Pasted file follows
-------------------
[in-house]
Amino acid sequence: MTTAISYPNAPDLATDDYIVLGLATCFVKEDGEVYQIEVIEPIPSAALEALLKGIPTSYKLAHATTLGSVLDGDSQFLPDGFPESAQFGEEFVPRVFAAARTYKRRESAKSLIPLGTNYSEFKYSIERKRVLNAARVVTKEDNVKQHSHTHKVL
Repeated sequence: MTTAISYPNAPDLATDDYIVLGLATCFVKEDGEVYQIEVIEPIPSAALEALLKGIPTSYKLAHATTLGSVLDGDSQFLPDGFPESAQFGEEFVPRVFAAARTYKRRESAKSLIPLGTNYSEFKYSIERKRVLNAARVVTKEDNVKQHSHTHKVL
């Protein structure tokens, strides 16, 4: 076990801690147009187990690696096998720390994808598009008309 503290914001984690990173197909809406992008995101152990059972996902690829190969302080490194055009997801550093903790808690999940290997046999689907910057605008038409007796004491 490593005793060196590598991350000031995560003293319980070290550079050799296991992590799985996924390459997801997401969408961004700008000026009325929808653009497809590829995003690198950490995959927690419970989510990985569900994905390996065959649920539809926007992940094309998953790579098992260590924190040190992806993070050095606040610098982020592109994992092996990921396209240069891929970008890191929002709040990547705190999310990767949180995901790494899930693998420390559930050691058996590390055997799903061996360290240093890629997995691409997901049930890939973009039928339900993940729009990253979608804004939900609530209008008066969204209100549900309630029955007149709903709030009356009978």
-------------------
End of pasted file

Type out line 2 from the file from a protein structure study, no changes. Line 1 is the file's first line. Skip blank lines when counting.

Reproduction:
Amino acid sequence: MTTAISYPNAPDLATDDYIVLGLATCFVKEDGEVYQIEVIEPIPSAALEALLKGIPTSYKLAHATTLGSVLDGDSQFLPDGFPESAQFGEEFVPRVFAAARTYKRRESAKSLIPLGTNYSEFKYSIERKRVLNAARVVTKEDNVKQHSHTHKVL